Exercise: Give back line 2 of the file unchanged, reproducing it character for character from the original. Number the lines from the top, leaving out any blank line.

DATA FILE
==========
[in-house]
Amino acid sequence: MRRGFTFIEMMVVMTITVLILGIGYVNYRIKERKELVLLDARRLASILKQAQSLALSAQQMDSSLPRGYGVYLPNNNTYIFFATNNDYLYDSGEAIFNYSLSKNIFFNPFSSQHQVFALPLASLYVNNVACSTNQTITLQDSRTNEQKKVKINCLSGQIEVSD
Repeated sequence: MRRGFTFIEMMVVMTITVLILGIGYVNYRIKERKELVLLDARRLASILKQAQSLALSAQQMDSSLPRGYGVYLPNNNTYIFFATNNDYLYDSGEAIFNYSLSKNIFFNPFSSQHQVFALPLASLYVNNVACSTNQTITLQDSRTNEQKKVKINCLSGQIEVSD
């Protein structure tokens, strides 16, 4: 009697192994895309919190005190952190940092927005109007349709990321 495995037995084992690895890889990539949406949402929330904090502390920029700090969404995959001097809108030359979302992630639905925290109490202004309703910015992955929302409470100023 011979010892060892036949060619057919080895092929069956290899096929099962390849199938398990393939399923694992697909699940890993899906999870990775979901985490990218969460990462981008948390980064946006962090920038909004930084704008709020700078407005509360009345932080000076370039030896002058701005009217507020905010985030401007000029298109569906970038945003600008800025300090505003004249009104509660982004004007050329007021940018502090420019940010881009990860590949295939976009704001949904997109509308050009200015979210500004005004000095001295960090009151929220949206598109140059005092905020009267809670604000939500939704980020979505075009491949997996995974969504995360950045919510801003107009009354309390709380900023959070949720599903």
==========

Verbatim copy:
Amino acid sequence: MRRGFTFIEMMVVMTITVLILGIGYVNYRIKERKELVLLDARRLASILKQAQSLALSAQQMDSSLPRGYGVYLPNNNTYIFFATNNDYLYDSGEAIFNYSLSKNIFFNPFSSQHQVFALPLASLYVNNVACSTNQTITLQDSRTNEQKKVKINCLSGQIEVSD